When I visited the Animation room I was lucky to speak with graduating students Tim Howe and Bram Whitford.  They explained to me that the first year of the degree course was quite experimental, in the second year they started to specialise and took part in a big project with the other Animation students, and in the third year they specialised further and worked on their final projects.  Tim said that students can “start from zero on this course and develop their skills” and Bram explained that students are “encouraged to experiment on this course and explore their strengths”.

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Still from Jerome by Time Howe

They both said that students are able to practice at different roles to see what suits them, for example directing or creating assets, and they are encouraged to collaborate with students from other departments in the college (some collaborated with Plymouth University students too).  Bram said that the course covered a lot of different styles of animation as well as business and practical skills.  Now that they have finished their degrees, Bram plans to focus on running his own illustration company, and Tim is hoping to do more CGI animation work.

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Model from Catawampus by Jessica Mehler
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Models from Catawampus by Jessica Mehler
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Poster featuring stills from Catawampus by Jessica Mehler

Jessica Mehler is a 2D and Stop-motion animator.  For her animation Catawampus she has created beautiful models, she has even hand sewn the clothes worn by her characters.  Jessica’s attention to detail is incredible and she has put a lot of her models on display at the exhibition.  There is a whole miniature house to look inside, with tiny food and crockery and furniture, and faces featuring different expressions for her main character.  Jessica collaborated with filmmaker Julia Claxton on the design and building of the set for Catawampus.  The story is about a young girl who gets lost in the woods and finds a mysterious cabin.  The animation is of extremely high quality and was one of my favourite pieces in the Animation degree show. Watch a trailer for Catawampus here.

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Still from Goldi And Red by Larisa Cleaver

Larisa Cleaver has put a twist on the stories of Red Riding Hood and Goldilocks in her animation Goldi And Red.  The style is really cute, using paper cutouts and split pin joints.  The movement of the characters and scenery are really exaggerated like puppets and this makes the animation seem playful.  The story is fun and I think that younger girls especially would enjoy it.  Watch a trailer for Goldi And Red here.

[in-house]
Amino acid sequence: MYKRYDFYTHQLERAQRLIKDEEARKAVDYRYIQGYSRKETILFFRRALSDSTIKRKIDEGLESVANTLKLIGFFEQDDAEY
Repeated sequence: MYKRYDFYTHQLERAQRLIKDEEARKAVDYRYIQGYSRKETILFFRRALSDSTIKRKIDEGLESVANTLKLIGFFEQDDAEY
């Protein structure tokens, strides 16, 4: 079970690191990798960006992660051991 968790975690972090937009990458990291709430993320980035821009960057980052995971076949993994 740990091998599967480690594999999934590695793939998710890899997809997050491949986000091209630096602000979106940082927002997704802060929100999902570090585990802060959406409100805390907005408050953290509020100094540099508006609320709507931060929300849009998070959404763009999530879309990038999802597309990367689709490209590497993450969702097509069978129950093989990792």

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Still from Ava by Libby Durose
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Badges and illustrations by Libby Durose

Libby (LJ) Durose is an illustrator and animator and her work on display includes badges and her animation Ava.  In Ava a young girl is chased by bullies and thrown into a well, then is befriended by a mysterious girl, who might be a ghost?  Ava was another of my favourite pieces in the Animation degree show and I would like to see a longer project or even series of shorts based on these characters.  The style is sketchy pen in black and white, it looks influenced by anime and the shadow work is really good.  Watch a trailer for Ava here.

Libby’s badge designs are closeups of pen sketched faces and I plan to get one on my next visit to the exhibition.  She also does ink portrait commissions and her artwork is in a detailed comic style, contact her by email.

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Still from Jerome by Tim Howe
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Models from Jerome by Tim Howe

Tim Howe originally specialised in stop-motion but is now working in CGI.  His animation Jerome is a stop-motion animation about a man and his dog.  Sort of.  It has a really unexpected ending which young children might find a bit disturbing, so beware!  The story is strange but darkly humourous.  Tim’s models are made from oven hardened clay and wire and have a lot of personality.  He has also used action figures in parts of the film.  Watch Jerome here.

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Still from Migaloo by Sophie Oliver
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Still from Migaloo by Sophie Oliver

Sophie Oliver is a 2D Animator and her animation Migaloo has painted backgrounds and uses flowing fabric to create a wavy effect.  The story is based at sea, a young diver is carried away by the current and helped by a giant whale.  The style reminded me of Eric Carle’s story books and the animation was gently flowing.  I really enjoyed how the music began smooth and calm and picked up pace and became more frantic when she was swept away.  Watch Migaloo here.

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Still from animation by Bram Whitford
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Still from animation by Bram Whitford

Bram Whitford is an illustrator and animator.  His animation is about a young person who finds an old top hat in an attic which attaches itself to their head.  It seems like an origin story for a crime-fighting hero or villain.  It was a funny short animation and I like the simple but cute artwork.  Unfortunately I couldn’t find a link to it to share here!

There is more to see in the Animation room and even just seeing the models used in Catawampus and Jerome are really worth the visit.  Allow at least half an hour to watch all the animation pieces which are being shown on a loop projected on a large screen.  The PCA Summer Show  is on until the 22nd June and the Animation room is on the first floor, next door to Game Arts.  The Tavistock Place campus is also having an Open Day this Saturday 17th June so if you are interested in their Foundation, Undergraduate or Postgraduate courses you should go.